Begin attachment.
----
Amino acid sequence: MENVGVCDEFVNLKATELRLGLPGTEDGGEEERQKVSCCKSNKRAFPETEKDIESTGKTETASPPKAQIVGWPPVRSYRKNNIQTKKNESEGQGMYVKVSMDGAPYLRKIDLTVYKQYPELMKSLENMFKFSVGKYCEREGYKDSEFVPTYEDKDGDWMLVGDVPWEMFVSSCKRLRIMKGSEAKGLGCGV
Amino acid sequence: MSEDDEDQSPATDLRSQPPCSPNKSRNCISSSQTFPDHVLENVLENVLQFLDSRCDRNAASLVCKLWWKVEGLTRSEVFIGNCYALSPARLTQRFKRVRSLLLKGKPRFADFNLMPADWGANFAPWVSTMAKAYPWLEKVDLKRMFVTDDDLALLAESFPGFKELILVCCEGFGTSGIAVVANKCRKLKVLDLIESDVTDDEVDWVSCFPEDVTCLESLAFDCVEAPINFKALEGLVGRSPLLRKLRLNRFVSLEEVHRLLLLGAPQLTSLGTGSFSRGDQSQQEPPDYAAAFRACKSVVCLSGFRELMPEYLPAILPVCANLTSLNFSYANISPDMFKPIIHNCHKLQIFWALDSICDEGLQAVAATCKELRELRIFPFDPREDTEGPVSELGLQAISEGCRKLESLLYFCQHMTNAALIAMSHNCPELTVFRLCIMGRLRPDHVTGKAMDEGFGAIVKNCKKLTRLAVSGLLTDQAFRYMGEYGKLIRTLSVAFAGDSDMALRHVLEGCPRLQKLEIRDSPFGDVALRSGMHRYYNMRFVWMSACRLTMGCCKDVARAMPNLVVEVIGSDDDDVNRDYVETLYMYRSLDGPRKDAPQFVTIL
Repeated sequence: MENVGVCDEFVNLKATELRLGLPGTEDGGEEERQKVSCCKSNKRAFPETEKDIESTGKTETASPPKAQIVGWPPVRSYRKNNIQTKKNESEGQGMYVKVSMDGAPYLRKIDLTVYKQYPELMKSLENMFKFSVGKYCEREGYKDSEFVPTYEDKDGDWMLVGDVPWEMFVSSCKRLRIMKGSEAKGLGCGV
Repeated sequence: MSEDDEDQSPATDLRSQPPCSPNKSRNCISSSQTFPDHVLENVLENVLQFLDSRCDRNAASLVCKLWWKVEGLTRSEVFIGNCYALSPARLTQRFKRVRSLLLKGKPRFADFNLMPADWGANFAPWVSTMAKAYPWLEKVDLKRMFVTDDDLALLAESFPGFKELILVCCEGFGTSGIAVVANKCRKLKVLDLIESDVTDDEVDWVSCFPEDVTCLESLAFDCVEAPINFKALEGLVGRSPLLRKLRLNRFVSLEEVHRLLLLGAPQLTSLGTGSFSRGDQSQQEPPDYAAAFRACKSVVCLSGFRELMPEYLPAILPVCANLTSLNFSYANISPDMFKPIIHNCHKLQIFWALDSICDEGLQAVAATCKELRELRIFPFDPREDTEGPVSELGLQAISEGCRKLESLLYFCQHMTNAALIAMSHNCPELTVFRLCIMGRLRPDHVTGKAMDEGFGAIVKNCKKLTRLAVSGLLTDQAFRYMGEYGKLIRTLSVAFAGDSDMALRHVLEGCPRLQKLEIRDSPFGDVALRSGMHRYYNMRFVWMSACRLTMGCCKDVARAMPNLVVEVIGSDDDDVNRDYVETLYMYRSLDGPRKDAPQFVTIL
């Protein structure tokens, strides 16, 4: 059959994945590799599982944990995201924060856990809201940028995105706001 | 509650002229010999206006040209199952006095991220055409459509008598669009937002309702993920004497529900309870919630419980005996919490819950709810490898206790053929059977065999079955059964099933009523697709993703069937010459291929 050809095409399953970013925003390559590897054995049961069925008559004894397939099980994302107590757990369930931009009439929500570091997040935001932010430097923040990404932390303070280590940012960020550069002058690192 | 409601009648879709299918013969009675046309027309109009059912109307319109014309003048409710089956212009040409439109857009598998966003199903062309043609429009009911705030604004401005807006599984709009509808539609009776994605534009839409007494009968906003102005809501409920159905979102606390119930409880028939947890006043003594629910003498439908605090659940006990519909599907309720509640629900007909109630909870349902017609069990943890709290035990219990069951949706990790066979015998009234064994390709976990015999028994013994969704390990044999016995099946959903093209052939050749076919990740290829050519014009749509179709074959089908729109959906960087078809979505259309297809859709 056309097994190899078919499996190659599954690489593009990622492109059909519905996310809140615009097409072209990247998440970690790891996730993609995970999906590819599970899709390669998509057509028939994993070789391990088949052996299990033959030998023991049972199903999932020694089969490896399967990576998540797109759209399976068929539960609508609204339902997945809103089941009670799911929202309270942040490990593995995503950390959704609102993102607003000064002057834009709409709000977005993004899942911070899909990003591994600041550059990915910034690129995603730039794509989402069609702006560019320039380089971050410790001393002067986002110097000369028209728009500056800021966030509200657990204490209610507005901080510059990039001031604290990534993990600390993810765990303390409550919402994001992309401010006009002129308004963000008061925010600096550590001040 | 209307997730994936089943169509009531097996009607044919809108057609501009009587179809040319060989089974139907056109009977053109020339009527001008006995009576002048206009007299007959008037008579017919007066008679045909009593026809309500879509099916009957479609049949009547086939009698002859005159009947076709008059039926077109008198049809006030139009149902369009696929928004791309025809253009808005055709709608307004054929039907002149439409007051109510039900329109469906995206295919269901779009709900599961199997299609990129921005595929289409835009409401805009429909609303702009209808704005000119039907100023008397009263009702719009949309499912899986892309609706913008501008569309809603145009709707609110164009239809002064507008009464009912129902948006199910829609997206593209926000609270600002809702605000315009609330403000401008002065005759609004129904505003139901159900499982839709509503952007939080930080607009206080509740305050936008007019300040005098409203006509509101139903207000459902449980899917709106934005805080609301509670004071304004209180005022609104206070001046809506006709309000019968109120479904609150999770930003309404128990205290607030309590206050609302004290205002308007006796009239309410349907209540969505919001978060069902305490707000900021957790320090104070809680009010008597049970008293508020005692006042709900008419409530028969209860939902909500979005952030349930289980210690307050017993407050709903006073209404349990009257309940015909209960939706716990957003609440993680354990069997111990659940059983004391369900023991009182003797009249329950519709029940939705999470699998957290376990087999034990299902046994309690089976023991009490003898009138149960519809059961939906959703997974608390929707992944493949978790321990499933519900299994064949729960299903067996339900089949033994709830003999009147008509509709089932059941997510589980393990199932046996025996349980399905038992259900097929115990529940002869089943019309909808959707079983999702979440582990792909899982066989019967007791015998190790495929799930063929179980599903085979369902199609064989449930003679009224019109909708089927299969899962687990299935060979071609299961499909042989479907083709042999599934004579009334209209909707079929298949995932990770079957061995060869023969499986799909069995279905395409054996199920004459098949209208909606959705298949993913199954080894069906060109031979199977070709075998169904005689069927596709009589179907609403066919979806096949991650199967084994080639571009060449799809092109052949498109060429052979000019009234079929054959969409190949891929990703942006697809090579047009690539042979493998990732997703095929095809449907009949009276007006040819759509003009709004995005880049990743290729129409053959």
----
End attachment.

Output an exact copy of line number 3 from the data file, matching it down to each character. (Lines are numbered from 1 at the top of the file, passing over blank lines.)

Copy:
Repeated sequence: MENVGVCDEFVNLKATELRLGLPGTEDGGEEERQKVSCCKSNKRAFPETEKDIESTGKTETASPPKAQIVGWPPVRSYRKNNIQTKKNESEGQGMYVKVSMDGAPYLRKIDLTVYKQYPELMKSLENMFKFSVGKYCEREGYKDSEFVPTYEDKDGDWMLVGDVPWEMFVSSCKRLRIMKGSEAKGLGCGV